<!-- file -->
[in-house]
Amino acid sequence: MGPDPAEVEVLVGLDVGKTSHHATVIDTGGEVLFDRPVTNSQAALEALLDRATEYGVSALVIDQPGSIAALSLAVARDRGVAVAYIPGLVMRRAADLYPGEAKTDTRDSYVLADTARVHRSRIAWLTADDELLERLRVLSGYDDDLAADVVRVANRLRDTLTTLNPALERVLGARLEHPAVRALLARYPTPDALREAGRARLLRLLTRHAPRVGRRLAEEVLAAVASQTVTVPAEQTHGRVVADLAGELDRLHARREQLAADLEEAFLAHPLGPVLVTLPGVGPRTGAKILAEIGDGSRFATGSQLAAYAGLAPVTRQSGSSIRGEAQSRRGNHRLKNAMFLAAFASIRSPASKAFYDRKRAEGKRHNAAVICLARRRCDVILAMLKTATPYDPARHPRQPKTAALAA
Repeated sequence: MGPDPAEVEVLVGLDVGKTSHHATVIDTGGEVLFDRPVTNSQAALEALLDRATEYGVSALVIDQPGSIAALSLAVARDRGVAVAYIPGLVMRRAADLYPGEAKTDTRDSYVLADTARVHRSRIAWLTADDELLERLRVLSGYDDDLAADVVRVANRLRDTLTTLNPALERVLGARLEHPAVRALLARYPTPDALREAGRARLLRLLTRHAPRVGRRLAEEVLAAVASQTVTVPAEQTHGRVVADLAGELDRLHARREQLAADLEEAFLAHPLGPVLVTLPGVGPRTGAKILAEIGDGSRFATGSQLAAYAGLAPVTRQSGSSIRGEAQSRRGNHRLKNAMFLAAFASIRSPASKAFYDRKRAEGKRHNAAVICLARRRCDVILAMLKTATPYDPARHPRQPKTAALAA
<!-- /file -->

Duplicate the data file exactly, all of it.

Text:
[in-house]
Amino acid sequence: MGPDPAEVEVLVGLDVGKTSHHATVIDTGGEVLFDRPVTNSQAALEALLDRATEYGVSALVIDQPGSIAALSLAVARDRGVAVAYIPGLVMRRAADLYPGEAKTDTRDSYVLADTARVHRSRIAWLTADDELLERLRVLSGYDDDLAADVVRVANRLRDTLTTLNPALERVLGARLEHPAVRALLARYPTPDALREAGRARLLRLLTRHAPRVGRRLAEEVLAAVASQTVTVPAEQTHGRVVADLAGELDRLHARREQLAADLEEAFLAHPLGPVLVTLPGVGPRTGAKILAEIGDGSRFATGSQLAAYAGLAPVTRQSGSSIRGEAQSRRGNHRLKNAMFLAAFASIRSPASKAFYDRKRAEGKRHNAAVICLARRRCDVILAMLKTATPYDPARHPRQPKTAALAA
Repeated sequence: MGPDPAEVEVLVGLDVGKTSHHATVIDTGGEVLFDRPVTNSQAALEALLDRATEYGVSALVIDQPGSIAALSLAVARDRGVAVAYIPGLVMRRAADLYPGEAKTDTRDSYVLADTARVHRSRIAWLTADDELLERLRVLSGYDDDLAADVVRVANRLRDTLTTLNPALERVLGARLEHPAVRALLARYPTPDALREAGRARLLRLLTRHAPRVGRRLAEEVLAAVASQTVTVPAEQTHGRVVADLAGELDRLHARREQLAADLEEAFLAHPLGPVLVTLPGVGPRTGAKILAEIGDGSRFATGSQLAAYAGLAPVTRQSGSSIRGEAQSRRGNHRLKNAMFLAAFASIRSPASKAFYDRKRAEGKRHNAAVICLARRRCDVILAMLKTATPYDPARHPRQPKTAALAA